International Animal Crime

Ellen Zhang

On the 7th and 8th of November, 500 of the leading law enforcement and environmental experts came together at the International Criminal Police Organization (INTERPOL)- United Nations Environmental Programme (UNEP) Environmental Compliance and Enforcement Conference (ECEC) in Nairobi, Kenya. They discussed recent trends in environmental crime and the impacts of those violations. “This is a global phenomenon. This is a global market place. It’s globally active syndicates, criminals who are engaging in this trade who are causing damage to national economies and communities,” said Achim Steiner, UNEP’s Executive Director, and “[there is] a rapidly escalating environmental crime wave.”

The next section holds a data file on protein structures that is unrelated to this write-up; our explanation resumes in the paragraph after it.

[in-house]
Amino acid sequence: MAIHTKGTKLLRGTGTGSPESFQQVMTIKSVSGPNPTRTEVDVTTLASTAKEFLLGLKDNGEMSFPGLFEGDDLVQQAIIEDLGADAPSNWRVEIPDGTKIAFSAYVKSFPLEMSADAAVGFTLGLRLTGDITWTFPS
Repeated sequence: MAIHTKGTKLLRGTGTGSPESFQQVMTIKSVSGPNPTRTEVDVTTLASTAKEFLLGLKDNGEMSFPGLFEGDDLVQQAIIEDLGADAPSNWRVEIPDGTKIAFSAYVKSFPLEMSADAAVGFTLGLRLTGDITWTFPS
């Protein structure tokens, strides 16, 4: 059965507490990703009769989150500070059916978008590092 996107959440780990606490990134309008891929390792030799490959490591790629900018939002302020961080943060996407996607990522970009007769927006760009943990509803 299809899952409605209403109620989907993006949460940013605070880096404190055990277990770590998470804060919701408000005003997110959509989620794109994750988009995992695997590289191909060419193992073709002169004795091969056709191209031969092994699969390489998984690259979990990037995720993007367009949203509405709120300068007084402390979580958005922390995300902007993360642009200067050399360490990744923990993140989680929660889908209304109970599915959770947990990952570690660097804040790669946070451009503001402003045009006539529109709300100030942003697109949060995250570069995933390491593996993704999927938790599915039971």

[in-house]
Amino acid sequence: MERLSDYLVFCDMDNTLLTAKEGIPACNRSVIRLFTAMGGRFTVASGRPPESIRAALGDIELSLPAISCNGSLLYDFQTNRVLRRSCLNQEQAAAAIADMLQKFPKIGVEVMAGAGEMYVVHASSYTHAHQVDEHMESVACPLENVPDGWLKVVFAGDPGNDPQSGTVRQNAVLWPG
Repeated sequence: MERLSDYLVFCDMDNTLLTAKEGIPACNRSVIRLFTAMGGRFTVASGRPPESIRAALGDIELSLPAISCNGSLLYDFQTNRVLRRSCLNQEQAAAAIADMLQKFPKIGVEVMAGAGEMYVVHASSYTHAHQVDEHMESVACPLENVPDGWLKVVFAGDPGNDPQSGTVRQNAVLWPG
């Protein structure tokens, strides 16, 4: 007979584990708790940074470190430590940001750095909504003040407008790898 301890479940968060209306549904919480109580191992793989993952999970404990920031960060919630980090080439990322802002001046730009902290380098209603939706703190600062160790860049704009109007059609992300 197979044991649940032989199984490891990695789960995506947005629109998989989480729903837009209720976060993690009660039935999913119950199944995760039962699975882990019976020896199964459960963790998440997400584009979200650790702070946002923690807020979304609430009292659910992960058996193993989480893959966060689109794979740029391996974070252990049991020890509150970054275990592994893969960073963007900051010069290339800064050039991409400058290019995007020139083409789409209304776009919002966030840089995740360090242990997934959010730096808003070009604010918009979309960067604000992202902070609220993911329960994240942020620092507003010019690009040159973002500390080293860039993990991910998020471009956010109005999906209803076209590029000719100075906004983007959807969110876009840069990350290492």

According to UNEP, environmental crime is associated with international criminal syndicates. UNEP and Interpol are working together to provide a global system of communication for information sharing to prevent environmental Zhang piccrimes.

“People from around the world are outraged that organized criminal networks are robbing the world of our elephants, rhinos, tigers and other wildlife, purely for the profit of a very few outlaws,” said Azzedine Downes, president of the International Fund for Animal Welfare (IFAW), who presented at the conference. He called for countries to commit to developing security task forces to battle environmental crime and highlighted the importance of cross-boundary cooperation. Continue reading